Tuesday, August 06, 2013

Frederick Rolfe Centenary: Letters

This year sees the centenary of the death of Frederick Rolfe Baron Corvo. To mark this, from now until the actual anniversary on the 25th October I shall be posting about the Baron and his life and work on a regular basis here on Front Free Endpaper.

This is my own set of the Centenary Edition of the letters of Frederick Rolfe. I'm particularly proud of these because they all have their original, and very scarce, glassine wraps which means the buckram boards have survived in beautiful, bright, clean condition. But beyond this display of geek-collector-bravado, these books are also still the only place you can easily access this treasure trove of Rolfe's epistolatory genius. It has been suggested on more than one occasion that Rolfe's literary genius did indeed lie first and foremost in his letter-writing and if you have only ever read Rolfe as a novelist, you should certainly try and lay hands on a volume of his letters.

In fact the three books are:

Letters to C. H. C. Pirie-Gordon (Nicholas Vane, London: 1959)

Letters to Leonard Moore (Nicholas Vane, London, 1960)

Letters to R. M. Dawkins (Nicholas Vane, London, 1962)

They were issued in a limited edition of 330, 290 and 290 copies respectively. They were edited by that Doyen of Corvine studies, Cecil Woolf with meticulous scholarship and a real tenacity to ensure that all the obscure references in Rolfe's sometimes baroque letter-writing style were properly footnoted and explicated. Clearly, these were published around the 1960 centenary of Rolfe's birth and so they seemed an appropriate way to ease ourselves in to the 2013 centenary blog posts. These are beautifully produced volumes and I've had them a long time and still refer to them even now. But it was only recently that I had the opportunity to see the prospectus for the series and realised just what ambition there was behind what was originally intended to be a ten volume set. The work involved in sourcing, permission-ing, editing, footnoting and publishing just the three volumes that exist is enough to make most publishers/editors quail in their boots but the notion of ten volumes produced to this level with a single editor beggars belief. Sure enough, the other seven volumes never came to pass and it has been left to others over the years to publish Rolfe's 'letters to so-and-so'.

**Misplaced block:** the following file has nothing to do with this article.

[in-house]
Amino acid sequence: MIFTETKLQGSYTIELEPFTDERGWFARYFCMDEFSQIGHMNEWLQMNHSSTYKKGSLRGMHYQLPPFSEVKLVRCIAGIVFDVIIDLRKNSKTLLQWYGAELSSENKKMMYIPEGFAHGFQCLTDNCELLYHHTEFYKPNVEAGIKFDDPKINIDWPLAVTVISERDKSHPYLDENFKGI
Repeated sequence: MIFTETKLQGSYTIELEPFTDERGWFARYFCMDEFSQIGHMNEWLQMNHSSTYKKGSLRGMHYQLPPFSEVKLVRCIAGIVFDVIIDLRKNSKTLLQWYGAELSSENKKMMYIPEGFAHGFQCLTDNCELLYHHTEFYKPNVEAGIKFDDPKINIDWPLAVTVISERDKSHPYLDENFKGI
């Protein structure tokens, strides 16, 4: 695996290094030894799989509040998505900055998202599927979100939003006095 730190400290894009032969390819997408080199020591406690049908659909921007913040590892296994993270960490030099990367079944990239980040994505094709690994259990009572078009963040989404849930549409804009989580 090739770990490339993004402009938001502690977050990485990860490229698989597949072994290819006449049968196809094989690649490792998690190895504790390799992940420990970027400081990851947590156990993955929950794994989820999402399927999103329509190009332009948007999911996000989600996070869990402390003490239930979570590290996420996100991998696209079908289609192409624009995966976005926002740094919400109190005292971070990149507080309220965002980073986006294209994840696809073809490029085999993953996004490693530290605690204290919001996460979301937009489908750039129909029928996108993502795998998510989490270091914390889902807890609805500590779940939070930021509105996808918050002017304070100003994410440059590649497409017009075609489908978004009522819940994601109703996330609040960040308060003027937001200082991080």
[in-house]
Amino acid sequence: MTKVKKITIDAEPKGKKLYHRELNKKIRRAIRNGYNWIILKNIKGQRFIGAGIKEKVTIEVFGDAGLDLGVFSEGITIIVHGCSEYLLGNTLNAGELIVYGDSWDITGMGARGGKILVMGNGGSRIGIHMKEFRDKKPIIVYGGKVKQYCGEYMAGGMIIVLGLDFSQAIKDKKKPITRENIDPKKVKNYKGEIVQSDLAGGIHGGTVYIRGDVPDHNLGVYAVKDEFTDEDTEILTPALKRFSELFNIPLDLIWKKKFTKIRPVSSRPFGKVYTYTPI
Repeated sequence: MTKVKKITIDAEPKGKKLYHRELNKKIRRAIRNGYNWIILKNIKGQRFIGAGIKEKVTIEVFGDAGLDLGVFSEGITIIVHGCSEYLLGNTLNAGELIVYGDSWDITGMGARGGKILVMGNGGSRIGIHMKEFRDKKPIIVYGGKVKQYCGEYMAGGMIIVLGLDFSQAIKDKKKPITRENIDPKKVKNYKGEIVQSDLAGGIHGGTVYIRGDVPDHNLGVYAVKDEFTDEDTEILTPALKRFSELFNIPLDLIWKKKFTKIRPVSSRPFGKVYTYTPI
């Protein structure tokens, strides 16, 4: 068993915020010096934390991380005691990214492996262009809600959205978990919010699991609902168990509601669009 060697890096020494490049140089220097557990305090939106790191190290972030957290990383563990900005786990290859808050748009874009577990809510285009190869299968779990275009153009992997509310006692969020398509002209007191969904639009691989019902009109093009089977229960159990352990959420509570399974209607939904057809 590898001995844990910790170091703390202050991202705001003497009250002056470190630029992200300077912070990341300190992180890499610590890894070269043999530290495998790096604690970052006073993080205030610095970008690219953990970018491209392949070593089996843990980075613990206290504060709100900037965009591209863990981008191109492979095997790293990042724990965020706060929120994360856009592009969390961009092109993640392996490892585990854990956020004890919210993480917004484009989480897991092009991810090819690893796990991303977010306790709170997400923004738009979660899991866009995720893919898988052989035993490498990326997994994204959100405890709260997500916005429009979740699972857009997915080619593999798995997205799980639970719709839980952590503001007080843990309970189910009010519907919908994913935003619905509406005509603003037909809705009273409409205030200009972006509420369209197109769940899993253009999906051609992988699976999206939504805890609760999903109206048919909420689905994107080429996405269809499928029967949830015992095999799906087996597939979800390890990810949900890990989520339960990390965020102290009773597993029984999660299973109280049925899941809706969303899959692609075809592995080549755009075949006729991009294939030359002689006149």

So, in honour of the vision and the achievement, I thought I would share, from the prospectus, what could have been. The plan was to publish one volume every nine months starting in April 1959. In fact, as you will see below, even the first three didn't quite go to plan:

I: Letters to C. H. C. Pirie-Gordon

II: Letters to Leonard Moore

III: Letters to J. J. Walsh

IV: Letters to H. C. Bainbridge

V: Letters to Fr. C. S. De V. Beauclerk S. J.

VI: Letters to Messrs Barnard & Taylor

VII: Letters to Grant Richards

VIII: Letters to R. M. Dawkins

IX: Letters to Masson Fox

X: Letters to Various Correspondents


1 comment:

J said...

I look forward to the coming installments in this series. I have two of these books, but am still looking for the Moore volume. Though it's nice that at least some of the other letters did see print, they are in much reduced collections. (Neither the Walsh nor Bainbridge volumes make 60 pages!)

 
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